ACKNOWLEDGMENT: A special thank you to Barbara Willingham, Administrative Aide, University of Tennessee, Department of Pharmacy.


(1) Randolph H, Joseph S. Toxic hepatitis with jaundice occurring in a patient treated with isoniazid. JAMA 1953; 152: 38-40

(2) Cohen R, Kaiser MH, Thompson RV. Total hepatic necrosis secondary to isoniazid therapy. JAMA 1961; 176:877-879

(3) Black M, Mitchell JR, Zimmerman HJ, et al. Isoniazid-associated hepatitis in 114 patients. Gastroenterology 1975; 69:289-302

(4) Kopanoff DE, Snider DE Jr, Caras GJ. Isoniazid-related hepatitis: a U.S. Public Health Service cooperative surveillance study. Am Rev Respir Dis 1978; 117:991-1001

(5) Riska N. Hepatitis cases in isoniazid treated groups and in a control group. Bull Int Union Tuberc 1979; 54:65-69

(6) Moulding TS, Redeker AG, Kanel GC. Twenty isoniazid-associated deaths in one state. Am Rev Respir Dis 1989; 140:700-705

(7) Franks AL, Binkin NJ, Snider DE JR, et al. Isoniazid hepatitis among pregnant and postpartum Hispanic patients. Public Health Rep 1989; 104:151-155

(8) Snider DE Jr, Caras GJ. Isoniazid-associated hepatitis deaths. Am Rev Respir Dis 1992; 145:494-497

(9) Millard PS, Wiscosky TC, Reade-Christopher SJ, et al. Isoniazid-related fatal hepatitis. West J Med 1996; 164:486-491

(10) Nolan CM, Goldberg SV, Buskin SE. Hepatotoxicity associated with isoniazid preventive therapy: a 7-year survey from a Public Health Tuberculosis Clinic. JAMA 1999; 281:1014-1018

(11) ATS/CDC/IDSA joint statement. Treatment of tuberculosis. Am J Respir Crit Care Med 2003; 167:603-662

(12) LoBue PA, Moser KS. Use of isoniazid for latent tuberculosis infection in a public health clinic. Am J Respir Crit Care Med 2003; 168:443-447

(13) Jasmer RM, Saukkonen JJ, Henry MB, et al. Short-course rifampin and pyrazinamide compared with isoniazid for latent tuberculosis infection: a multicenter clinical trial. Ann Intern Med 2002; 137:640-647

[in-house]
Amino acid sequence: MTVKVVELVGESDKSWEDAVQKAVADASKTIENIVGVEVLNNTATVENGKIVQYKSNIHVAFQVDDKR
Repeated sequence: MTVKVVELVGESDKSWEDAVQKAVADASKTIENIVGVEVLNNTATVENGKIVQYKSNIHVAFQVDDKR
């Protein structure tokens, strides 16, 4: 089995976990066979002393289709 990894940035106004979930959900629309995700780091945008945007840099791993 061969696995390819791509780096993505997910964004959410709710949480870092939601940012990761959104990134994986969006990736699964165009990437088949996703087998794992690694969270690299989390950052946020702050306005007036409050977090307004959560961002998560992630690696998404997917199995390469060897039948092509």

(14) McNeill L, Allen M, Estrada C, et al. Pyrazinamide and rifampin vs isoniazid for the treatment of latent tuberculosis. Chest 2003; 123:102-106

(15) Jasmer RM, Snyder DC, Chin DP, et al. Twelve months of isoniazid compared with four months of isoniazid and rifampin for persons with radiographic evidence of previous tuberculosis. Am J Respir Crit Care Med 2000; 162:1648-1652

(16) Gordin F, Chaisson RE, Matts JP, et al. Rifampin and pyrazinamide vs isoniazid for prevention of tuberculosis in HIV infected persons. JAMA 2000; 283:1445-1450

(17) Centers for Disease Control and Prevention. Update adverse event data and revised American Thoracic Society/CDC recommendations against the use of rifampin and pyrazinamide for the treatment of latent tuberculosis infection. MMWR Morb Mortal Wkly Rep 2003; 52:735-738

(18) Peretti E, Karlaganis G, Lauterburg BH. Acetylating of acetylhydrazine, the toxic metabolite of isoniazid, in humans: inhibition by concomitant administration of isoniazid. J Pharmacol Exp Ther 1987; 243:686-689

(19) Yue J, Peng RX, Yang J, et al. CYP2E1 mediated isoniazid-induced hepatotoxicity in rats. Acta Pharmacol Sin 2004; 25:699-704

(20) Official Statement of the American Thoracic Society. Targeted tuberculin testing and treatment of latent tuberculosis infection. Am J Respir Crit Care Med 2000; 161:5221-5247

(21) Byrd RB, Horn BR, Griggs GA, et al. Isoniazid chemoprophylaxis: association with detection and incidence of liver toxicity. Arch Intern Med 1977; 137:1130-1133

(22) Scharer L, Smith JP. Serum transaminase elevations and their hepatic abnormalities in patients receiving isoniazid. Ann Intern Med 1969; 71:1113-1120

(23) Bailey WC, Taylor SL, Dasacomb HI, et al. Disturbed hepatic function during isoniazid chemprophylaxis. Am Rev Respir Dis 1973; 107:523-529

* From the Tuberculosis Clinic (Dr. Fountain), Memphis and Shelby County Health Department, Memphis; Department of Preventive Medicine, (Dr. Tolley), University of Tennessee Health Science Center Memphis. Methodist Medical Center of Oak Ridge (Dr. Chrisman), Oak Ridge; and College of Pharmacy (Dr. Self), University of Tennessee Health Science Center Memphis, TN.

Manuscript received October 8, 2004; revision accepted December 24, 2004.

Reproduction of this 'article is prohibited without written permission from the American College of Chest Physicians (www.chestjournal. org/misc/reprints.shtml).

Correspondence to: Timothy Self, PharmD, Professor, College of Pharmacy, University of Tennessee Health Science Center, 910 Madison Ave, Room 308, Memphis, TN 38163; e-mail: tself@

COPYRIGHT 2005 American College of Chest Physicians
COPYRIGHT 2005 Gale Group